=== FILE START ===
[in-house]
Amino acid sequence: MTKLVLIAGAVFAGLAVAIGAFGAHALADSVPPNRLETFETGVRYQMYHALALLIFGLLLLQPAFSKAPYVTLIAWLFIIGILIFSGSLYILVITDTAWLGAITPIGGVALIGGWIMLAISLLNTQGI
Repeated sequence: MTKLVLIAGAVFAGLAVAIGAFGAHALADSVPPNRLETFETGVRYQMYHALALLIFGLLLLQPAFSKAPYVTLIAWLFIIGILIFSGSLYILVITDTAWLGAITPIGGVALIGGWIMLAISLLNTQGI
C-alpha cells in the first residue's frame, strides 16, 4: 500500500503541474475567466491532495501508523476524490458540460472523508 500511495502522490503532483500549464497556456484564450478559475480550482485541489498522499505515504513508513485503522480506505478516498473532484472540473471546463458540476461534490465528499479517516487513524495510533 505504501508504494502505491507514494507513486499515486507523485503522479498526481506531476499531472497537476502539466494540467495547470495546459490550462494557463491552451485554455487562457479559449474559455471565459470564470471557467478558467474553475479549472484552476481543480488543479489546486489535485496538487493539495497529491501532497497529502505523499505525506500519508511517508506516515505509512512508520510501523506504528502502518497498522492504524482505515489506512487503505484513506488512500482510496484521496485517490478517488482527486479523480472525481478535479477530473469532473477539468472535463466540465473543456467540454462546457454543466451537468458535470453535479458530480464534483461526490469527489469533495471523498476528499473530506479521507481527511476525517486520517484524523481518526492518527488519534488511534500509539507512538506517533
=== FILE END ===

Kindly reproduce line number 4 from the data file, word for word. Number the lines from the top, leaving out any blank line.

C-alpha cells in the first residue's frame, strides 16, 4: 500500500503541474475567466491532495501508523476524490458540460472523508 500511495502522490503532483500549464497556456484564450478559475480550482485541489498522499505515504513508513485503522480506505478516498473532484472540473471546463458540476461534490465528499479517516487513524495510533 505504501508504494502505491507514494507513486499515486507523485503522479498526481506531476499531472497537476502539466494540467495547470495546459490550462494557463491552451485554455487562457479559449474559455471565459470564470471557467478558467474553475479549472484552476481543480488543479489546486489535485496538487493539495497529491501532497497529502505523499505525506500519508511517508506516515505509512512508520510501523506504528502502518497498522492504524482505515489506512487503505484513506488512500482510496484521496485517490478517488482527486479523480472525481478535479477530473469532473477539468472535463466540465473543456467540454462546457454543466451537468458535470453535479458530480464534483461526490469527489469533495471523498476528499473530506479521507481527511476525517486520517484524523481518526492518527488519534488511534500509539507512538506517533